Unhealthy Lifestyle Linked to Cognitive Impairment, Alterations May Diminish Risk of Dementia


This study indicates that interactions between genetic risk and lifestyle decisions among adults in China could allow for direction in prevention of early-stage dementia.

There is an association between an unhealthy lifestyle with higher risk of mild cognitive impairment (MCI), according to a recent Chinese study, suggesting lifestyle changes may help to diminish dementia risk in older adults.1

The existing awareness that apolipoprotein epolymorphismε4 (APOEε4) and methylenetetrahydrofolate reductase (MTHFR) TT genotype are known to be genetic risk factors for those who develop MCI led to the establishment of this new study.2

The investigators wished to examine whether these risk factors are modifiable through alterations in lifestyle. The research was authored by Guowei Huang, PhD, from the Department of Nutrition and Food Science at Tianjin Medical University’s School of Public Health in China.

“In this study, we analyzed longitudinal associations of genetic risk and lifestyle with the incidence of MCI, and the interaction of lifestyle and genetic risk, within the context of the Tianjin Elderly Nutrition and Cognition (TENC) cohort study,” Huang and colleagues wrote. “The purpose of this study was to identify potential intervention targets for MCI and to provide evidence for the optimization of dietary guidelines.”

Background and Findings

The study’s investigators used data gathered from participants in the Tianjin Elderly Nutrition and Cognition (TENC) study, specifically from those who had been enrolled between March 1, 2018, and June 30, 2021, and followed up until November 30, 2022. The study included Chinese adults in the age range of 60 years or older who had undergone neuropsychological assessments, general physical examinations, and personal interviews.

They defined healthy lifestyles based on the guidelines from the Chinese Dietary Guidelines 2022, which encompassed elements such as regular physical activity, a nutritious diet, limited consumption of alcohol, and non-smoking status. The team categorized the participants into groups with either healthy or unhealthy lifestyles, according to their weighted standardized lifestyle scores.

The investigators determined participants’ genetic risk by considering the presence of the MTHFR TT genotype and APOE ε4, and the study’s participants were classified into low and high genetic risk groups based upon their weighted standardized genetic risk scores.

The research team’s primary objective was to find cases of newly diagnosed mild cognitive impairment (MCI) through a modified version of Petersen criteria. Hazard ratios (HRs) and 95% confidence intervals (CIs) were calculated by using Cox proportional hazard regression models to assess the association between lifestyle factors, genetic risk, and the development of MCI.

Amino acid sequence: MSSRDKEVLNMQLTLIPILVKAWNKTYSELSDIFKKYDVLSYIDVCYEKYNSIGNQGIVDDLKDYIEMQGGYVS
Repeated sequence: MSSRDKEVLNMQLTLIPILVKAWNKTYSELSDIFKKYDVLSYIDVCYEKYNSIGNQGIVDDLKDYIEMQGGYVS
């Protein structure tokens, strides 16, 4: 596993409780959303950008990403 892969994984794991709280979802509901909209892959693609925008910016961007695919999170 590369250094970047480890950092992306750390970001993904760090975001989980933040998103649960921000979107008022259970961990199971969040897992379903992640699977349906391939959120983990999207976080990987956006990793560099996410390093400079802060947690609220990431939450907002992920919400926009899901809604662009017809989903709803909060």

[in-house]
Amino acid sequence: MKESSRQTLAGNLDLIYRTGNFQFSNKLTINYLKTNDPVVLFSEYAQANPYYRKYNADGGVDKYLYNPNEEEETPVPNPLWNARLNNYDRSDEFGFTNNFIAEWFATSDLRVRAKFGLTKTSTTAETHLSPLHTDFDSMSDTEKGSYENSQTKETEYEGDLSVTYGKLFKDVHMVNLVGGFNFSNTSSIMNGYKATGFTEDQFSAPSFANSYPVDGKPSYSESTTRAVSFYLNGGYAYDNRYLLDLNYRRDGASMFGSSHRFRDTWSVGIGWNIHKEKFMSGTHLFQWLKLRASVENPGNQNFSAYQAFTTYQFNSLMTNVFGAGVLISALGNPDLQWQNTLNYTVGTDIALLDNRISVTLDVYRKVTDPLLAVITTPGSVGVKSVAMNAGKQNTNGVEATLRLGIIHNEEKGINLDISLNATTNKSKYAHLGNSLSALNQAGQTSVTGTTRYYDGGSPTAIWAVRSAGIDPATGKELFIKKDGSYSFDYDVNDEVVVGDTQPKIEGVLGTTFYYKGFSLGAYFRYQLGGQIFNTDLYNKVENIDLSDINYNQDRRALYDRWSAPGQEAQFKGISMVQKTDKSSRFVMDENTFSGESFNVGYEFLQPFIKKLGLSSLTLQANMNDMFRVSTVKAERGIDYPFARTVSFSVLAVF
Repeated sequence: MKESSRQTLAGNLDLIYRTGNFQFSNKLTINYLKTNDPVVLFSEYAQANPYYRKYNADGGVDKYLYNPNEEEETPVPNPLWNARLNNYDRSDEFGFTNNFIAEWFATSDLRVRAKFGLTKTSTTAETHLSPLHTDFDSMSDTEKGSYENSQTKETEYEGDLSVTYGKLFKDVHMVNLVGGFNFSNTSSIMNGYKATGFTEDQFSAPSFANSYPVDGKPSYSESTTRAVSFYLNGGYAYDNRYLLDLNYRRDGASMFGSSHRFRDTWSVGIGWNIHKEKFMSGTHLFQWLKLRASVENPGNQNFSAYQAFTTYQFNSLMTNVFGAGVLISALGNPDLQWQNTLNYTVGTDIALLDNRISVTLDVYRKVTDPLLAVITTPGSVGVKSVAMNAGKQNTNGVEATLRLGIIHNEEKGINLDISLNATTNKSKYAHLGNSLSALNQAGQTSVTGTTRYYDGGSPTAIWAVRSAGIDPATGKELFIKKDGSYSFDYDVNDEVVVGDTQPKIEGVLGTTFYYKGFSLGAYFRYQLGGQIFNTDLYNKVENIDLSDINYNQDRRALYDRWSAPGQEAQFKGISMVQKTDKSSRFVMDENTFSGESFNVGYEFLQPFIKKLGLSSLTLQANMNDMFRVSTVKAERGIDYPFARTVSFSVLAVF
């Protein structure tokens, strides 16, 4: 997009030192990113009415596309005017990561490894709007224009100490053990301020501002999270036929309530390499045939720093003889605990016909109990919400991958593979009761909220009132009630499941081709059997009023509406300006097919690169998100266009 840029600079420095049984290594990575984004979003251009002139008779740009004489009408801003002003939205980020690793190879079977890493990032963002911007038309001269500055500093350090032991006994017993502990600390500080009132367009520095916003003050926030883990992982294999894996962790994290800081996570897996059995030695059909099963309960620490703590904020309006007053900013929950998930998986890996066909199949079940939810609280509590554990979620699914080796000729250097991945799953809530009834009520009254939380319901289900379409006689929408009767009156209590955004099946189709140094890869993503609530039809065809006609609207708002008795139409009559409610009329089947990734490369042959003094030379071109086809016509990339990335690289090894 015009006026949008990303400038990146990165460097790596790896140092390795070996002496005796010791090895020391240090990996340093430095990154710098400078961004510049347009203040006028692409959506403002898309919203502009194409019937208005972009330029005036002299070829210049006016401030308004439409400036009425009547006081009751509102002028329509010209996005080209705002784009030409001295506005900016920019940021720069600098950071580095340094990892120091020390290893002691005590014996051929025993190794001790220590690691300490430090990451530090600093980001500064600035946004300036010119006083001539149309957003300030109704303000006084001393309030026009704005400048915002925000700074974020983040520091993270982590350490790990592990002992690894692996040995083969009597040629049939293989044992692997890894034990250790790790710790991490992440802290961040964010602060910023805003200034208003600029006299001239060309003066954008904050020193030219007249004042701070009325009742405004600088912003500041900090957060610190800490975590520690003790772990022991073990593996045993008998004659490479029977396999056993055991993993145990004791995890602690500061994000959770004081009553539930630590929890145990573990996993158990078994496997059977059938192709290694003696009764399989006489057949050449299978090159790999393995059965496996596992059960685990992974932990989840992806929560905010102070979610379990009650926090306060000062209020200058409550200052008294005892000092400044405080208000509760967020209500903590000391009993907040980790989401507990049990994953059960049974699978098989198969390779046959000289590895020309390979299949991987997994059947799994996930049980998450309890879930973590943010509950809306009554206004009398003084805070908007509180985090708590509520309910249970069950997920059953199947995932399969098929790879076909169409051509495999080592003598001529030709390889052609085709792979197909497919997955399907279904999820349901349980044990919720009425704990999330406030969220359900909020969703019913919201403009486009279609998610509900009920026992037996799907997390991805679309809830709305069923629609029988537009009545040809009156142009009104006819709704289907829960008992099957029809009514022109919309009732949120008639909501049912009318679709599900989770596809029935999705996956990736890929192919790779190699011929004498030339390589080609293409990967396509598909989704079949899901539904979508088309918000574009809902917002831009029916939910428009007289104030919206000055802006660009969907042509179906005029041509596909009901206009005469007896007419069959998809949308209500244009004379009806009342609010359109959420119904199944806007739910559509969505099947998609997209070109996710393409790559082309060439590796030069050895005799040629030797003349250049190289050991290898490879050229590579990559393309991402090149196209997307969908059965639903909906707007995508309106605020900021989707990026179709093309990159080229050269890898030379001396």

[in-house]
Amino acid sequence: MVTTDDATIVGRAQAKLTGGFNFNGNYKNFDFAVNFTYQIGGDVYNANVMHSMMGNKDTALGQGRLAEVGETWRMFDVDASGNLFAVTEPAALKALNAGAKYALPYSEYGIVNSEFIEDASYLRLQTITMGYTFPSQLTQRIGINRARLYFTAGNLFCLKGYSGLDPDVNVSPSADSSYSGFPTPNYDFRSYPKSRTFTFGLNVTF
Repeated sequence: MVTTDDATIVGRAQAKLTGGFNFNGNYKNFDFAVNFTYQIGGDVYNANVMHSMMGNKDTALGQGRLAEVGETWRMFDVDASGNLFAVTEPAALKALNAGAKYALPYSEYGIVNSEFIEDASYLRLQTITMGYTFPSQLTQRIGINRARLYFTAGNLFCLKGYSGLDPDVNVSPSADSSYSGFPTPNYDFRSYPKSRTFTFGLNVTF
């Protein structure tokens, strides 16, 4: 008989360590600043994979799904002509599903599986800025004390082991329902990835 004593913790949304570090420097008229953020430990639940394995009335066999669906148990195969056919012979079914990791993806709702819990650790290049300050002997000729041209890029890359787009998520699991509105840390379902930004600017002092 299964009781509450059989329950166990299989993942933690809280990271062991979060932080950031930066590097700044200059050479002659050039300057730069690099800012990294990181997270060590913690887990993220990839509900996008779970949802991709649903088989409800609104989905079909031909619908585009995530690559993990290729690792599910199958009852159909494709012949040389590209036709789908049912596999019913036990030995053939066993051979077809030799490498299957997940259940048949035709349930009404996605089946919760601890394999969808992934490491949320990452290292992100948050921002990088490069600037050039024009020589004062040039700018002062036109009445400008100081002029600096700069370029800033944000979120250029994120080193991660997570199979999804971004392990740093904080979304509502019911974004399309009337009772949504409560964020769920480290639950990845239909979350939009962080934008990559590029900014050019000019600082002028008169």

The investigators reported there were 4665 participants, with a mean age of 67.9 years, included in the team’s study. The group was 54.6% female and 45.4% male, and among them, 653 were found to have developed new-onset MCI during a median follow-up of 3.11 years.

The study results indicated that those with a combination of low genetic risk and an unhealthy lifestyle had a 3.01 times higher MCI risk (95% CI: 2.38 - 3.79) compared to individuals who were found to have low genetic risk and a healthy lifestyle. Similarly, individuals with high genetic risk and a healthy lifestyle had a 2.65 times higher risk of MCI (95% CI: 2.03 - 3.44).

Additionally, the investigators noted that those with both high genetic risk and an unhealthy lifestyle were found to have the highest risk, at a rate of 3.58 times higher (95% CI: 2.73 - 4.69).

The interaction between genetic risk and lifestyle categories was shown by the team to be synergistic, with a β value of 3.58 (95% CI: 2.73 - 4.69), showing that the combined effect of an unhealthy lifestyle choices and high genetic risk substantially raises the risk of individuals developing MCI.

“Unhealthy lifestyle was associated with a higher risk of MCI among participants with both low and high genetic risk, and lifestyle and genetic risk had synergistic interactions,” they wrote. “These findings could contribute to the development of dietary guidelines and interventions to prevent early-stage dementia.”


  1. Duan H, Zhou D, Xu N, et al. Association of Unhealthy Lifestyle and Genetic Risk Factors With Mild Cognitive Impairment in Chinese Older Adults. JAMA Netw Open. 2023;6(7):e2324031. doi:10.1001/jamanetworkopen.2023.24031.
  2. Durmaz A, Kumral E, Durmaz B, et al. Genetic factors associated with the predisposition to late onset Alzheimer’s disease. Gene. 2019;707:212-215. doi:10.1016/j.gene.2019.05.030.
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